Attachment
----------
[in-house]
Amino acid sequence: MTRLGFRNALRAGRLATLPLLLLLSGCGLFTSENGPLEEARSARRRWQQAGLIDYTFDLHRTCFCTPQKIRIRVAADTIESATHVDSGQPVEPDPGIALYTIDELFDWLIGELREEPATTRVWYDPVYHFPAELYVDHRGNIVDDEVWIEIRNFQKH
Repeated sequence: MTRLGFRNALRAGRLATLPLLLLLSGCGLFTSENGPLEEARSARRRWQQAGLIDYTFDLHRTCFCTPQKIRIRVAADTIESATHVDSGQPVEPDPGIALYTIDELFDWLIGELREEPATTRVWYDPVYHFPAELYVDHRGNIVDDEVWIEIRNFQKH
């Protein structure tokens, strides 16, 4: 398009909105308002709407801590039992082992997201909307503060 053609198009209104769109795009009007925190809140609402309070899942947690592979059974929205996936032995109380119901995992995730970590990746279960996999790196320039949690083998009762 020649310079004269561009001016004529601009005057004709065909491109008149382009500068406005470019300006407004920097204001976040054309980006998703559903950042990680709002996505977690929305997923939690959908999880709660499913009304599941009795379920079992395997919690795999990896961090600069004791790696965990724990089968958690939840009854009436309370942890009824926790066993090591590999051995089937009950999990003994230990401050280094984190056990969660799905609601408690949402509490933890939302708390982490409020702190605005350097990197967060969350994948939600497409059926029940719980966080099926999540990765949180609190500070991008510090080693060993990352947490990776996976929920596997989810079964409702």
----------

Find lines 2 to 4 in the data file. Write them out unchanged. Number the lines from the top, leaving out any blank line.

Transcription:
Amino acid sequence: MTRLGFRNALRAGRLATLPLLLLLSGCGLFTSENGPLEEARSARRRWQQAGLIDYTFDLHRTCFCTPQKIRIRVAADTIESATHVDSGQPVEPDPGIALYTIDELFDWLIGELREEPATTRVWYDPVYHFPAELYVDHRGNIVDDEVWIEIRNFQKH
Repeated sequence: MTRLGFRNALRAGRLATLPLLLLLSGCGLFTSENGPLEEARSARRRWQQAGLIDYTFDLHRTCFCTPQKIRIRVAADTIESATHVDSGQPVEPDPGIALYTIDELFDWLIGELREEPATTRVWYDPVYHFPAELYVDHRGNIVDDEVWIEIRNFQKH
């Protein structure tokens, strides 16, 4: 398009909105308002709407801590039992082992997201909307503060 053609198009209104769109795009009007925190809140609402309070899942947690592979059974929205996936032995109380119901995992995730970590990746279960996999790196320039949690083998009762 020649310079004269561009001016004529601009005057004709065909491109008149382009500068406005470019300006407004920097204001976040054309980006998703559903950042990680709002996505977690929305997923939690959908999880709660499913009304599941009795379920079992395997919690795999990896961090600069004791790696965990724990089968958690939840009854009436309370942890009824926790066993090591590999051995089937009950999990003994230990401050280094984190056990969660799905609601408690949402509490933890939302708390982490409020702190605005350097990197967060969350994948939600497409059926029940719980966080099926999540990765949180609190500070991008510090080693060993990352947490990776996976929920596997989810079964409702």